The word "unites" in red letters on the ZKM_Forecourt


The surface of the earth as a white canvas

Achim Mohné and Uta Kopp from REMOTEWORDS about their project for GLOBALE


Writing is considered a basic prerequisite for the development of the »Infosphere«: it makes storage and coding, among other things possible. Everything also revolves around the written form of the word with the long-term project REMOTEWORDS from Achim Mohné and Uta Kopp.

As part of the »Infosphere« exhibition they have installed five words on five continents or in front of five cultural institutions which reveal a sentence from Peter Weibel: The special feature here: the large-scale letters are only recognisable as a word from the bird’s eye perspective – »Google Earth« or »Bing Maps« are therefore suitable tools in order to make this project visible.

In the interview, Achim Mohné tells us which ideas are behind the project, how it can be realised and which importance is attached to the combination of word and location.

Stefanie Strigl: Since 2007 the art project REMOTEWORDS has conveyed messages on roofs which are only recognisable from the bird’s eye perspective. What is the idea behind this?

Achim Mohné: We understood the virtual globes which appeared for the first time in 2005 as »Google Earth« as a new medium that would be interesting to cast artistically. We saw a »possibility space« in the truest sense. The entire surface of the earth was there like a white canvas, an unexploited action area which had only just come into being through the new technology. Based on this, in 2007 we developed the concept for »REMOTEWORDS« as a subversive strategy of »analogue hacking«. In contrast to graphic artists, we operate in harmony with institutions, but not with the distributors who transport our message. Satellites observe us without being asked and we send our message back on the same channel.

Stefanie Strigl: Why must we first take up a distance in order to understand messages? You play with proximity and distance. How does this transfer to our globalised world? Can we only better understand our everyday events by thinking globally?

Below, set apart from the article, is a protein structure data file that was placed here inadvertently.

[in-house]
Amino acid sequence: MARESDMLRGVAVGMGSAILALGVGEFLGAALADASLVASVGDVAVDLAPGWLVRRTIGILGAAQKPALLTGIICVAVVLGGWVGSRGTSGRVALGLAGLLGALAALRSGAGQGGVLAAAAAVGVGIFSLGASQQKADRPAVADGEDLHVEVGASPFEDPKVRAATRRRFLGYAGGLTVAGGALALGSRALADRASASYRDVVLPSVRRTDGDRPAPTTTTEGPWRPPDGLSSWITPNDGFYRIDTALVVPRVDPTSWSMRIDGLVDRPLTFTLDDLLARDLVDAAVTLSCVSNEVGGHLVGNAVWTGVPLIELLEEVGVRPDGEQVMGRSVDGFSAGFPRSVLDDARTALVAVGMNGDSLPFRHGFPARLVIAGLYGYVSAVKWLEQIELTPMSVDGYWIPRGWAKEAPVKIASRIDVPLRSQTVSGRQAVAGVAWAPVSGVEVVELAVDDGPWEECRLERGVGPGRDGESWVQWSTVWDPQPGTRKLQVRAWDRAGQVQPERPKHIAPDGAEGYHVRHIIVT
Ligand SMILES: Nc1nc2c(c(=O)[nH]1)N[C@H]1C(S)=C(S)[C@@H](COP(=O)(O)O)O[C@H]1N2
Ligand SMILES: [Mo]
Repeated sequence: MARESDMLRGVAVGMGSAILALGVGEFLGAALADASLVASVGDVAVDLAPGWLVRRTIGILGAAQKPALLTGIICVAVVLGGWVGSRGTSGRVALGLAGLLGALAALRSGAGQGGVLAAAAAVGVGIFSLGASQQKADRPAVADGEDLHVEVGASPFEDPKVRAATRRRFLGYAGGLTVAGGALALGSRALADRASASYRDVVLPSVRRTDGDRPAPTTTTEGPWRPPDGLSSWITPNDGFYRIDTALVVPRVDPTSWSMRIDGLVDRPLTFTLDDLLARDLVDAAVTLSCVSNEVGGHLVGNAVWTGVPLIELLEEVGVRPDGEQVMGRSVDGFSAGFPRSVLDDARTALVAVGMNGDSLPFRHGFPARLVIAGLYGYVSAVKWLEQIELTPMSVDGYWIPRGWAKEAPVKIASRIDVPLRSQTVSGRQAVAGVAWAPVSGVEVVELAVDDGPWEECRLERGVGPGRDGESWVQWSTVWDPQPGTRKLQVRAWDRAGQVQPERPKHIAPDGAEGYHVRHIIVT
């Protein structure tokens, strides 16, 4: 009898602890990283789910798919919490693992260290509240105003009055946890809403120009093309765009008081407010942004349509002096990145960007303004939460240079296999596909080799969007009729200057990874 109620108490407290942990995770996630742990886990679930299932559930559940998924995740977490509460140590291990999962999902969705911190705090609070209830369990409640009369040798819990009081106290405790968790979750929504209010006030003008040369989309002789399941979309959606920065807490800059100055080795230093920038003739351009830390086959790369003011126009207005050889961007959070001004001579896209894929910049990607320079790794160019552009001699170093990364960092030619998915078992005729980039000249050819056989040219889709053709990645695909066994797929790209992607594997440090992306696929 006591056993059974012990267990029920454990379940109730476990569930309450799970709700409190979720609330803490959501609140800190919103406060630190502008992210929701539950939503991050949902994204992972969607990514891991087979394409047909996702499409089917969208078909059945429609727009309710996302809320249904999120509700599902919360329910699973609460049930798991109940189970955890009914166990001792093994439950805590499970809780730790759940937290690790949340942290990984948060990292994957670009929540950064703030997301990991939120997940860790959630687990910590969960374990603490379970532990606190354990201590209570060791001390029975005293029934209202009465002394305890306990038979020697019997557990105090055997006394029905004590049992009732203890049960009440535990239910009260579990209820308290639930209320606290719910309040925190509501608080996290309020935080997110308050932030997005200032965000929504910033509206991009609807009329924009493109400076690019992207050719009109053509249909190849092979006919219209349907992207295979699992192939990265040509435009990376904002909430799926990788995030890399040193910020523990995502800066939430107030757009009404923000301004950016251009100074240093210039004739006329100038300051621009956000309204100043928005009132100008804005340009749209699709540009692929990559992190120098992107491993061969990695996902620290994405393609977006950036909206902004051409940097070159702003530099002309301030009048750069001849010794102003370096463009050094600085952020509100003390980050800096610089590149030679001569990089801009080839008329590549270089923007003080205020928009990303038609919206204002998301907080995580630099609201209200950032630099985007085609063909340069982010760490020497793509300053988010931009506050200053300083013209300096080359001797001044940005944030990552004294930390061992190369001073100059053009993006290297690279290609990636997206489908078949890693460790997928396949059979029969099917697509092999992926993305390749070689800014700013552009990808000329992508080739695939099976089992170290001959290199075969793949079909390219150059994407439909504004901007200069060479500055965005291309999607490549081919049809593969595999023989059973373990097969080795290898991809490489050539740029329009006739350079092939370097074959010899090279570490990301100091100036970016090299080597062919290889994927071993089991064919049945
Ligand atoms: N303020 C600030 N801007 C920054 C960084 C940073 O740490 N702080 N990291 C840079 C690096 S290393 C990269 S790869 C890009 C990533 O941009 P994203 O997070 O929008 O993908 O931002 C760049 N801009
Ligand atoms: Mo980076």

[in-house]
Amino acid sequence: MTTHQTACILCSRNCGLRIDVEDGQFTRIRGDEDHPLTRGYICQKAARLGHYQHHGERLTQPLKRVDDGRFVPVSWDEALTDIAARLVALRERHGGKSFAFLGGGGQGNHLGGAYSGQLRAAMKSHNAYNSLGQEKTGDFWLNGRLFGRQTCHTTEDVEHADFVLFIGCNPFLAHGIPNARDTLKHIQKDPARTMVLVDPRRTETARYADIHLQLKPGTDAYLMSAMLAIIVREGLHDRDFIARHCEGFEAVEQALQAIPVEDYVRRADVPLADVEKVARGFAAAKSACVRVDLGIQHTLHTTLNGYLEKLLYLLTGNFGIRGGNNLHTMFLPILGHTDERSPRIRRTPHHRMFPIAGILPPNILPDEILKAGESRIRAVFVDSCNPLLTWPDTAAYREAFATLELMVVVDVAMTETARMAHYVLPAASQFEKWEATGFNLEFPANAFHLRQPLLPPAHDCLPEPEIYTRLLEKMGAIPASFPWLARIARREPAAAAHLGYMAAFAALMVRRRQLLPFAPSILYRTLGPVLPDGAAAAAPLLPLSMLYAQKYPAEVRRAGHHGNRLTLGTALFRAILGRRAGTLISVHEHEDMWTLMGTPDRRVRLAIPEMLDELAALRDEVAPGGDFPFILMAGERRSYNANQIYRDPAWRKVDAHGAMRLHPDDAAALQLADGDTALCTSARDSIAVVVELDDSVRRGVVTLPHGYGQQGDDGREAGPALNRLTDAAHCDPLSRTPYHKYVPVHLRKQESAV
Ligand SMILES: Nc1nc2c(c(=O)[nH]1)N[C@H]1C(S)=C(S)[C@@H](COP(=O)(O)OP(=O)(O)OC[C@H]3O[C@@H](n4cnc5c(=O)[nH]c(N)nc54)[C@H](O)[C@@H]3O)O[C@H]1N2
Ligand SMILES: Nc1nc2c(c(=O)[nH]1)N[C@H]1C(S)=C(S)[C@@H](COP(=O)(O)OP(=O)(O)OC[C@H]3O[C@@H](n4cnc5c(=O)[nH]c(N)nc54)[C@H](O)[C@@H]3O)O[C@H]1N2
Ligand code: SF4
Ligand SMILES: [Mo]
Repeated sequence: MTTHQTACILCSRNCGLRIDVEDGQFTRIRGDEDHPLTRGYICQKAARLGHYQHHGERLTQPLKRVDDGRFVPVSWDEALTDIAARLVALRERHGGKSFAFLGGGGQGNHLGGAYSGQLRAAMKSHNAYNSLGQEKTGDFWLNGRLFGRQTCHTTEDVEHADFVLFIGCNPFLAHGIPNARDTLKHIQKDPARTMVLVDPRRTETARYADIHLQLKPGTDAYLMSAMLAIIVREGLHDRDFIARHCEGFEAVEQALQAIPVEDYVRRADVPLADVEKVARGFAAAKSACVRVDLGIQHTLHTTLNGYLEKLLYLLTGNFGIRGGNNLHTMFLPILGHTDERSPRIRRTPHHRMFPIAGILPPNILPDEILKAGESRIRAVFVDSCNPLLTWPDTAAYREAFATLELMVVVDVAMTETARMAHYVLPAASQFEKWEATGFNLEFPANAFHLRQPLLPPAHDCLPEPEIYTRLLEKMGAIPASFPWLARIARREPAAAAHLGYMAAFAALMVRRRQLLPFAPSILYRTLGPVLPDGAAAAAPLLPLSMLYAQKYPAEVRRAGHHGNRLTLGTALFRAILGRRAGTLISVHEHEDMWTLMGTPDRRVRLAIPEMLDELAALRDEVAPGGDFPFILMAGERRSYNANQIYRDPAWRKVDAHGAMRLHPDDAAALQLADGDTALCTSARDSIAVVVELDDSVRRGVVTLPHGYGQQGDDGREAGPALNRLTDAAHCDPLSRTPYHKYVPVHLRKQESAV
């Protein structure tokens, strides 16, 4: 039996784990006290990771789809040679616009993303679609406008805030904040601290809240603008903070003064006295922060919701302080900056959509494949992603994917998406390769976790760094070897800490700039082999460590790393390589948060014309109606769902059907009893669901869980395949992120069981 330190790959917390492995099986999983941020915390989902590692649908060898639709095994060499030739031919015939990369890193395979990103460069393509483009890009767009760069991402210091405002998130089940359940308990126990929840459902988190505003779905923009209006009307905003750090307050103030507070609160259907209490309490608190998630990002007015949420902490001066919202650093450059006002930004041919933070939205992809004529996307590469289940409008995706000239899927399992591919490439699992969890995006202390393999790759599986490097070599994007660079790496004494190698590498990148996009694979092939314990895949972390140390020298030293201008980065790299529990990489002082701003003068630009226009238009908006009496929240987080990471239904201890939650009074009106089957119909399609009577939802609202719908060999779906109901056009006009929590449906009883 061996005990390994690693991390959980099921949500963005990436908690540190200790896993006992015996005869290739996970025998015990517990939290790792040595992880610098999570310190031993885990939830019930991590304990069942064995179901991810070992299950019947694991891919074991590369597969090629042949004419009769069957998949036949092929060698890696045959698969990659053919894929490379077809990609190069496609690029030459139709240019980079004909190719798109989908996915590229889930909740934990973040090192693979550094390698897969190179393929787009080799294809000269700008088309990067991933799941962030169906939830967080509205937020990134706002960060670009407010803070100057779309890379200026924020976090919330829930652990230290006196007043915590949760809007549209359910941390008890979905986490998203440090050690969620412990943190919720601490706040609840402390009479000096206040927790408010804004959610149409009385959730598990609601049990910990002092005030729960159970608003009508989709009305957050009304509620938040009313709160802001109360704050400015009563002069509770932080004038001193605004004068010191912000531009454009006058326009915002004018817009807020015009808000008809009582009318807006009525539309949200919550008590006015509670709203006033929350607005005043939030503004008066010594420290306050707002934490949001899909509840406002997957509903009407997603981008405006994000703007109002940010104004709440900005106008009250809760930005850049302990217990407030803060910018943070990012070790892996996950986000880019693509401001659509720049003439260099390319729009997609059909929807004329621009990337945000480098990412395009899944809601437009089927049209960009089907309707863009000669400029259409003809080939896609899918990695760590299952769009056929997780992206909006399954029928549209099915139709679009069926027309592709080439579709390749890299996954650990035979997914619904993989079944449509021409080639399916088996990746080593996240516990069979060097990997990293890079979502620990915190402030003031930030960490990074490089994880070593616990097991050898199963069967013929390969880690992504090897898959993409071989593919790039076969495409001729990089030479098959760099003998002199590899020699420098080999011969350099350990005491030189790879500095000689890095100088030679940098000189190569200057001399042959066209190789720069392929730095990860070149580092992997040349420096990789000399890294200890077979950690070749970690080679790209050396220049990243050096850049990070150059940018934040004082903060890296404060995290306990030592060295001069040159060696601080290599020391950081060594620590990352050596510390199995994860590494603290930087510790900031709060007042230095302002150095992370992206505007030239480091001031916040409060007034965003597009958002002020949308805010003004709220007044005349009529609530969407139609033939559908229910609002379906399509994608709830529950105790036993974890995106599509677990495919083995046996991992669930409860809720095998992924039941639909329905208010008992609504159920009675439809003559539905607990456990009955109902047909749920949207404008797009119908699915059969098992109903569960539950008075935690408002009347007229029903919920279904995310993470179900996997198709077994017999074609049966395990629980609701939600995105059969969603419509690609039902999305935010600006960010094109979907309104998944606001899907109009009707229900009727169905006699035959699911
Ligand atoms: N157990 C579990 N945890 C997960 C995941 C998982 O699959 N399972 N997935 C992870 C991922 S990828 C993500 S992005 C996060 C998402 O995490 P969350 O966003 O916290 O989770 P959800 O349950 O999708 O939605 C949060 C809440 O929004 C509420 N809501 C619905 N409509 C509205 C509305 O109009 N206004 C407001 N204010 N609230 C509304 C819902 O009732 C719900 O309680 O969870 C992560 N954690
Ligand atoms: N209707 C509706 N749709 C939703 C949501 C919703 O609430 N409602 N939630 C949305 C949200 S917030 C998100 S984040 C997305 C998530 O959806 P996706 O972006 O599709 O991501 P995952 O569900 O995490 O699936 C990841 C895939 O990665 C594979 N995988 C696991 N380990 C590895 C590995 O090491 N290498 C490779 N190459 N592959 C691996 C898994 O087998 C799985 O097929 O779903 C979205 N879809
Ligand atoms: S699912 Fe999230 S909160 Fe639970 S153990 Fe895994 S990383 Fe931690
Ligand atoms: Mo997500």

Achim Mohné: I think the attraction lies especially in the paradox of proximity and distance, i.e. that the visible messages are not occluded locally and can only be experienced by means of a medium, but the medium is globally comprehensible. In the tradition of »land art« we utilize the surface of the earth and process it nearly traditionally, not different from the draftsmen of the Nazca Lines thousands of years ago. However, we do not arrange these areas for a (potential) divine view, i.e. not in a natural sense, but with the goal of creating a new artefact that functions as an »orientation tool« in an extremely mobile era.

Stefanie Strigl: How is the selection of the location, building and the respective word or sentence placed there determined?

Achim Mohné: It is particularly important that the location and the words form a semantic unit. So the messages and locations are not arbitrary or interchangeable. This is the basis of the concept and is developed in consultation with the involved parties, us, the authors and institutions. For instance, »ASYL« (»ASYLUM«) – a message which works with the history of the location – is on the roof of a former border station near Aachen.

The selection of roofs for the GLOBALE is a special case, since the localisation on five continents was paramount. As it were, it was important to integrate different types of institutions and locations and thus to reflect Peter Weibel’s message. So we were able to contrast the ZKM as a renowned museum with the Ghetto Biennale in Haiti, which is situated in a rather chaotic urban context.

»We are sending a message back on the same channel that observes us without being asked.«

– Achim Mohné

Stefanie Strigl: Within the framework of the GLOBALE you have arranged five roofs on five continents with five words which reveal a sentence. How was the coordination of this project arranged? Which locations were selected and why? And which partners are involved?